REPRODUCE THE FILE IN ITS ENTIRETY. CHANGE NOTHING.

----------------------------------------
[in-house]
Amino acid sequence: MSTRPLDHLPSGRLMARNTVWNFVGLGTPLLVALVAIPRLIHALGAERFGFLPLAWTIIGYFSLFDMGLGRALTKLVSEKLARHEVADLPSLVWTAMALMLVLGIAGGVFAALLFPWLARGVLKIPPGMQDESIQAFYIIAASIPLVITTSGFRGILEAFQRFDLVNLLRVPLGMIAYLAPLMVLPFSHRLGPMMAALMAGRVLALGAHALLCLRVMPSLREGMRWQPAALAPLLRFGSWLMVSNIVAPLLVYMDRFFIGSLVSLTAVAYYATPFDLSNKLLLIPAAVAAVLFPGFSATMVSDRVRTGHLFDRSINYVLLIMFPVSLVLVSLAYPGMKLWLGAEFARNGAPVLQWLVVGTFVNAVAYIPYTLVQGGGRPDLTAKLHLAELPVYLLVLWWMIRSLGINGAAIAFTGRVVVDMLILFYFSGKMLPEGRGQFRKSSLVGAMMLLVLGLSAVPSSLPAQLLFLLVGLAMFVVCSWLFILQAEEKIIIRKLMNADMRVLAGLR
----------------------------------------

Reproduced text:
[in-house]
Amino acid sequence: MSTRPLDHLPSGRLMARNTVWNFVGLGTPLLVALVAIPRLIHALGAERFGFLPLAWTIIGYFSLFDMGLGRALTKLVSEKLARHEVADLPSLVWTAMALMLVLGIAGGVFAALLFPWLARGVLKIPPGMQDESIQAFYIIAASIPLVITTSGFRGILEAFQRFDLVNLLRVPLGMIAYLAPLMVLPFSHRLGPMMAALMAGRVLALGAHALLCLRVMPSLREGMRWQPAALAPLLRFGSWLMVSNIVAPLLVYMDRFFIGSLVSLTAVAYYATPFDLSNKLLLIPAAVAAVLFPGFSATMVSDRVRTGHLFDRSINYVLLIMFPVSLVLVSLAYPGMKLWLGAEFARNGAPVLQWLVVGTFVNAVAYIPYTLVQGGGRPDLTAKLHLAELPVYLLVLWWMIRSLGINGAAIAFTGRVVVDMLILFYFSGKMLPEGRGQFRKSSLVGAMMLLVLGLSAVPSSLPAQLLFLLVGLAMFVVCSWLFILQAEEKIIIRKLMNADMRVLAGLR